However, as anglers, we shouldn’t believe that we hold all the cards, and let hubris guide our decisions. Mandatory reallocation requirements scare me.
There’s little doubt that, in a general reallocation effort, that we’d come out on top with some of the species. A summer flounder allocation analysis prepared for the National Marine Fisheries Service concluded that
“Even with uncertainty on [willingness to pay] estimates across all sectors, the allocation of summer flounder should move toward the recreational sector. Using the upper bound recreational estimate plus the upper bound estimate of [willingness to pay] for just the for-hire business…of $9.73/pound at the current allocation suggest a move to 100% recreational allocation. Adding the values for these two recreational sectors together results in a recreational [willingness to pay] estimate of $13.21/pound. This conclusion would hold for every shape of a recreational [willingness to pay] function except a sharply downward sloping [willingness to pay] function. That is, the sum of for-hire and private recreational [willingness to pay] would have to fall below $2.45 at a 100 percent allocation…”
Other studies, for fish such as striped bass, have come to similar conclusions.
But there are other species out there where we might not come out so well.
Consider the bluefish.
The current bluefish management plan allocates 83 percent of the harvest to the recreational sector, and 17 percent to commercial fishermen, although it allows some of the unused recreational quota to be transferred to the commercial sector each year. However, over the past 20 years, anglers have only landed 70% of the overall harvest. It’s not hard to imagine, given such figures, that if federal law required a mandatory review of bluefish allocation, anglers might not retain our current share.
Pelagic species provide even greater cause for concern.
Although swordfish are the ultimate prize for offshore anglers, they are generally taken incidentally by anglers targeting tuna in the offshore canyons. In fact, a query of NMFS’ database of angler effort in 2014 indicates that the only directed recreational swordfish trips were made in Florida; in other states, they occurred at such low levels that they weren’t even a statistical blip.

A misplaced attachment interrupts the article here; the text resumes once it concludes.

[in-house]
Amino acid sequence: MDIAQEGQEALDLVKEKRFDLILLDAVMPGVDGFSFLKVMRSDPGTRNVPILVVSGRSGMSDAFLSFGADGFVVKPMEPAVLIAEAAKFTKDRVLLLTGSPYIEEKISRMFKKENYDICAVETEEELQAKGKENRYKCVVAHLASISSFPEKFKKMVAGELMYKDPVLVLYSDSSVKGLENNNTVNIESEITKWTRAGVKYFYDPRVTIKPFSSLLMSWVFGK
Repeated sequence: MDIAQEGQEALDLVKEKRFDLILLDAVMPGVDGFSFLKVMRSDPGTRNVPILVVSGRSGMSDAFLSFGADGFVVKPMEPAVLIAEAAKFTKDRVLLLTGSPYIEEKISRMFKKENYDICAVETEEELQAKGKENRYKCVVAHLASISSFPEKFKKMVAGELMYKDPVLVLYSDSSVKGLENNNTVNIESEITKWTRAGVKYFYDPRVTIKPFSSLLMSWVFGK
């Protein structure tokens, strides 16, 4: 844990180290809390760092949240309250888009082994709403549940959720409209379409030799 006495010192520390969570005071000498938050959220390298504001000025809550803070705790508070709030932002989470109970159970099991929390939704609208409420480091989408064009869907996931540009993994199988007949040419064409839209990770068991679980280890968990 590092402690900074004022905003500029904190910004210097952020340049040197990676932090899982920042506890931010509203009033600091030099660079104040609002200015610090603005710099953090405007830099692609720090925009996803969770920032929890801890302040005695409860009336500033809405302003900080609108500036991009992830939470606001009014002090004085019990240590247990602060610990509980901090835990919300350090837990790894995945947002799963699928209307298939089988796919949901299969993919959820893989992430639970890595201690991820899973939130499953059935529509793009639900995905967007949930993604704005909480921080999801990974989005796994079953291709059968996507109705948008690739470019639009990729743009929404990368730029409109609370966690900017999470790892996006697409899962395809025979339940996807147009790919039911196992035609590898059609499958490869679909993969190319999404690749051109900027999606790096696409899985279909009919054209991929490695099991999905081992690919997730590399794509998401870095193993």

Given that, using the same economic analysis used for summer flounder, how likely is it that something close to a 100% allocation to the commercial fishery would be recommended?
So, absent reasons at least as compelling as those that forced changes to the summer flounder and red snapper allocations, should anglers blindly support rules that require managers to revisit reallocation of every species?
While in some cases it would certainly be beneficial, in others, we might regret that we got what we asked for. We could lose as much as we gain.
It's not something to be approached casually or blindly--if we decide to approach it at all.
Thursday, July 2, 2015
The ocean—even that 197 mile-wide strip that defines the federal waters of the United States—is a pretty big place, and it’s impossible to watch it all.
That’s a problem for fisheries managers, who need to figure out just how many fish are out there and, at least as important, how many fish aren’t there anymore because they’ve either been captured and landed or caught and dumped back overboard dead as unsalable bycatch and regulatory discards.
One of the ways managers try to keep track of fishermen’s encounters with both fish and protected species such as turtles, seabirds and marine mammals is through the use of paid observers who record the numbers, and sometimes the size and weight, of the various critters that the gear drags aboard.
Of course, no one really likes having someone look over their shoulders, and fishermen are no exception. That’s particularly true of fishermen who might want to keep a little bit more than the law would allow, or out-of-season species, or perhaps those using “dirty” gear that has a tendency to entrap and kill overfished species or to drown threatened sea turtles and whales.
And it grates on fishermen a little more when the money for the observers comes out of their own pockets.
Thus, it comes as no surprise that the New England Fishery Management Council recently asked the National Oceanic and Atmospheric Administration to take emergency action to lift the observer requirements for commercial fishing boats in the northeast, after it became clear that federal money for the program was running out and that fishermen would have to start paying the tab, perhaps as soon as this August.
The New England fishermen are worried that the shortage of northeastern groundfish, and the resultant strict regulations, has already impacted their income so badly that the cost of carrying observers would be intolerable.
Of course, if there had been a robust observer program in place years ago, reporting on discard mortality and overharvest and such, perhaps there would be a few more fish off New England today…
Fisheries conservation advocates certainly disagree with the New England Council’s request.
Peter Baker, a New England fisheries specialist employed by the Pew Charitable Trusts, noted on the website Fish Talk that
“A good monitoring system tracks the amount and types of fish taken from the water and also gathers information about the ‘bycatch,’ or nontarget animals killed by fishing. These data are essential for proper fishery management, and a decline in monitoring in the Northeast and mid-Atlantic undermines efforts to make the region’s fishing more sustainable.
“…it is discouraging to see the rate of monitoring drop to the single digits. Measurement is the heart of science, and you can’t manage a fishery if you can’t measure what’s happening there.”